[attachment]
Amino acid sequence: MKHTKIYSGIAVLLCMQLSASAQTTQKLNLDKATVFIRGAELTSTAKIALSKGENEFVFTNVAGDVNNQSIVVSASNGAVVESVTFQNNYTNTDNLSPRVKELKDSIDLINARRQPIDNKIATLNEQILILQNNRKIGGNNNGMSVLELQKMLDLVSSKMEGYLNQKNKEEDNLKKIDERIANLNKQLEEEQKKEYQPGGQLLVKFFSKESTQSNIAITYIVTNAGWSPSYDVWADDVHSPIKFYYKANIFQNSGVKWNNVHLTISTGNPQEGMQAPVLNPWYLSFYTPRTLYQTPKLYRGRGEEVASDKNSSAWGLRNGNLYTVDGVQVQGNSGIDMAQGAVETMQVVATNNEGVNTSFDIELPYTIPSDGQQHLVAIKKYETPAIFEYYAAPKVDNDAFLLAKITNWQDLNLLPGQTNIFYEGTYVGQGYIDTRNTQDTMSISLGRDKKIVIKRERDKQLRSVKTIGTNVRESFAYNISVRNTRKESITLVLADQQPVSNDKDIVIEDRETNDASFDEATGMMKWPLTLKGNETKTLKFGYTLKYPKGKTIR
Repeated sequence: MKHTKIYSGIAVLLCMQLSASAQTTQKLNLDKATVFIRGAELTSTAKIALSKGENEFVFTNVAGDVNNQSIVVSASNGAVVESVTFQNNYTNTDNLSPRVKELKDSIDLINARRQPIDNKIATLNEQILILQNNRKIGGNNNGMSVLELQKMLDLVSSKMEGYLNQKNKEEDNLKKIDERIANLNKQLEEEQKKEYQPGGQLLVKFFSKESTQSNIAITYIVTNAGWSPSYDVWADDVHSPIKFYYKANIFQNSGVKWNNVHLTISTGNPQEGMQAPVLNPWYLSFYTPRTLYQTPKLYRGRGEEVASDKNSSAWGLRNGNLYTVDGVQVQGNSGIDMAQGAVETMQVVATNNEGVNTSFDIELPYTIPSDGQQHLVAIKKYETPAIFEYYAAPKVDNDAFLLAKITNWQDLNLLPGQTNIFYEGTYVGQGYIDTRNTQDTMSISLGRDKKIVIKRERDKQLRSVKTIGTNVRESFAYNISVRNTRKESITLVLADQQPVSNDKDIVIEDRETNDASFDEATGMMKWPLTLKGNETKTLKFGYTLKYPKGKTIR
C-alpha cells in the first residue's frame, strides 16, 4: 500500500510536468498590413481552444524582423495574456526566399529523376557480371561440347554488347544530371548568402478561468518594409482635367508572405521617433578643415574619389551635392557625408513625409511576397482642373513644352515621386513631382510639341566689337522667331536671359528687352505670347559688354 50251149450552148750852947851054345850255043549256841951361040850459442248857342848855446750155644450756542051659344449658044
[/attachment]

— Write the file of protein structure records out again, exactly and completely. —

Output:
Amino acid sequence: MKHTKIYSGIAVLLCMQLSASAQTTQKLNLDKATVFIRGAELTSTAKIALSKGENEFVFTNVAGDVNNQSIVVSASNGAVVESVTFQNNYTNTDNLSPRVKELKDSIDLINARRQPIDNKIATLNEQILILQNNRKIGGNNNGMSVLELQKMLDLVSSKMEGYLNQKNKEEDNLKKIDERIANLNKQLEEEQKKEYQPGGQLLVKFFSKESTQSNIAITYIVTNAGWSPSYDVWADDVHSPIKFYYKANIFQNSGVKWNNVHLTISTGNPQEGMQAPVLNPWYLSFYTPRTLYQTPKLYRGRGEEVASDKNSSAWGLRNGNLYTVDGVQVQGNSGIDMAQGAVETMQVVATNNEGVNTSFDIELPYTIPSDGQQHLVAIKKYETPAIFEYYAAPKVDNDAFLLAKITNWQDLNLLPGQTNIFYEGTYVGQGYIDTRNTQDTMSISLGRDKKIVIKRERDKQLRSVKTIGTNVRESFAYNISVRNTRKESITLVLADQQPVSNDKDIVIEDRETNDASFDEATGMMKWPLTLKGNETKTLKFGYTLKYPKGKTIR
Repeated sequence: MKHTKIYSGIAVLLCMQLSASAQTTQKLNLDKATVFIRGAELTSTAKIALSKGENEFVFTNVAGDVNNQSIVVSASNGAVVESVTFQNNYTNTDNLSPRVKELKDSIDLINARRQPIDNKIATLNEQILILQNNRKIGGNNNGMSVLELQKMLDLVSSKMEGYLNQKNKEEDNLKKIDERIANLNKQLEEEQKKEYQPGGQLLVKFFSKESTQSNIAITYIVTNAGWSPSYDVWADDVHSPIKFYYKANIFQNSGVKWNNVHLTISTGNPQEGMQAPVLNPWYLSFYTPRTLYQTPKLYRGRGEEVASDKNSSAWGLRNGNLYTVDGVQVQGNSGIDMAQGAVETMQVVATNNEGVNTSFDIELPYTIPSDGQQHLVAIKKYETPAIFEYYAAPKVDNDAFLLAKITNWQDLNLLPGQTNIFYEGTYVGQGYIDTRNTQDTMSISLGRDKKIVIKRERDKQLRSVKTIGTNVRESFAYNISVRNTRKESITLVLADQQPVSNDKDIVIEDRETNDASFDEATGMMKWPLTLKGNETKTLKFGYTLKYPKGKTIR
C-alpha cells in the first residue's frame, strides 16, 4: 500500500510536468498590413481552444524582423495574456526566399529523376557480371561440347554488347544530371548568402478561468518594409482635367508572405521617433578643415574619389551635392557625408513625409511576397482642373513644352515621386513631382510639341566689337522667331536671359528687352505670347559688354 50251149450552148750852947851054345850255043549256841951361040850459442248857342848855446750155644450756542051659344449658044